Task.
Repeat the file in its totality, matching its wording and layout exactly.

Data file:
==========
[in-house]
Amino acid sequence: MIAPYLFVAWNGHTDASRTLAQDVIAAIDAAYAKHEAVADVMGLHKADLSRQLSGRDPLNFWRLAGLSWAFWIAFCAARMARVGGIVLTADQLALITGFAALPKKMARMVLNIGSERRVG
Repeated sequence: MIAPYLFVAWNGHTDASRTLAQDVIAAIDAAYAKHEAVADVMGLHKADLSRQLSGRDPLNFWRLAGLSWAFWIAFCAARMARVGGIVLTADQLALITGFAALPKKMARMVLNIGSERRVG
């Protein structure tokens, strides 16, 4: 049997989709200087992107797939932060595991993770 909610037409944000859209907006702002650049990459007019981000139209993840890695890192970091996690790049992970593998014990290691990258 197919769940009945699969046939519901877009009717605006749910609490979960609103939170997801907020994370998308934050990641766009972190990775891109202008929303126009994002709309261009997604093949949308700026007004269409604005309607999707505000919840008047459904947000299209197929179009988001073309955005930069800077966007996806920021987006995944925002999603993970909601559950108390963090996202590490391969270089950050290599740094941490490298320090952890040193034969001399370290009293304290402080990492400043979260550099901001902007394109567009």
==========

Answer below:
[in-house]
Amino acid sequence: MIAPYLFVAWNGHTDASRTLAQDVIAAIDAAYAKHEAVADVMGLHKADLSRQLSGRDPLNFWRLAGLSWAFWIAFCAARMARVGGIVLTADQLALITGFAALPKKMARMVLNIGSERRVG
Repeated sequence: MIAPYLFVAWNGHTDASRTLAQDVIAAIDAAYAKHEAVADVMGLHKADLSRQLSGRDPLNFWRLAGLSWAFWIAFCAARMARVGGIVLTADQLALITGFAALPKKMARMVLNIGSERRVG
């Protein structure tokens, strides 16, 4: 049997989709200087992107797939932060595991993770 909610037409944000859209907006702002650049990459007019981000139209993840890695890192970091996690790049992970593998014990290691990258 197919769940009945699969046939519901877009009717605006749910609490979960609103939170997801907020994370998308934050990641766009972190990775891109202008929303126009994002709309261009997604093949949308700026007004269409604005309607999707505000919840008047459904947000299209197929179009988001073309955005930069800077966007996806920021987006995944925002999603993970909601559950108390963090996202590490391969270089950050290599740094941490490298320090952890040193034969001399370290009293304290402080990492400043979260550099901001902007394109567009």